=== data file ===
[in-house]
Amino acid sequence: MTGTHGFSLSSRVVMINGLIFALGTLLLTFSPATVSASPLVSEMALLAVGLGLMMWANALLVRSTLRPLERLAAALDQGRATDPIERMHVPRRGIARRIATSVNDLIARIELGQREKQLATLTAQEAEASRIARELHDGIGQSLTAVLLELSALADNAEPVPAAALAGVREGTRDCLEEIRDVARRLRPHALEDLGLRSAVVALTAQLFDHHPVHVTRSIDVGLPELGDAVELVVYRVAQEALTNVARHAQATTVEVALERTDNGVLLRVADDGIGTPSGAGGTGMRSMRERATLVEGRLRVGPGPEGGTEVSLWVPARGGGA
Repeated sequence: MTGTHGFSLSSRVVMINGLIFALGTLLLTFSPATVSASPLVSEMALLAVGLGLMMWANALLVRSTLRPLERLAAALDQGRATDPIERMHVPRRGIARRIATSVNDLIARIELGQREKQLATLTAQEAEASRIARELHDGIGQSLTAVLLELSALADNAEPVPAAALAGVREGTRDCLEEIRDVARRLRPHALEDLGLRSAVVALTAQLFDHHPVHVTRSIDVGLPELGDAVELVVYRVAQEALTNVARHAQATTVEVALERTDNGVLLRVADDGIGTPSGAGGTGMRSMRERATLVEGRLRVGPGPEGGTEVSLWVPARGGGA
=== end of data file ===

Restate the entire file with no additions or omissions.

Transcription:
[in-house]
Amino acid sequence: MTGTHGFSLSSRVVMINGLIFALGTLLLTFSPATVSASPLVSEMALLAVGLGLMMWANALLVRSTLRPLERLAAALDQGRATDPIERMHVPRRGIARRIATSVNDLIARIELGQREKQLATLTAQEAEASRIARELHDGIGQSLTAVLLELSALADNAEPVPAAALAGVREGTRDCLEEIRDVARRLRPHALEDLGLRSAVVALTAQLFDHHPVHVTRSIDVGLPELGDAVELVVYRVAQEALTNVARHAQATTVEVALERTDNGVLLRVADDGIGTPSGAGGTGMRSMRERATLVEGRLRVGPGPEGGTEVSLWVPARGGGA
Repeated sequence: MTGTHGFSLSSRVVMINGLIFALGTLLLTFSPATVSASPLVSEMALLAVGLGLMMWANALLVRSTLRPLERLAAALDQGRATDPIERMHVPRRGIARRIATSVNDLIARIELGQREKQLATLTAQEAEASRIARELHDGIGQSLTAVLLELSALADNAEPVPAAALAGVREGTRDCLEEIRDVARRLRPHALEDLGLRSAVVALTAQLFDHHPVHVTRSIDVGLPELGDAVELVVYRVAQEALTNVARHAQATTVEVALERTDNGVLLRVADDGIGTPSGAGGTGMRSMRERATLVEGRLRVGPGPEGGTEVSLWVPARGGGA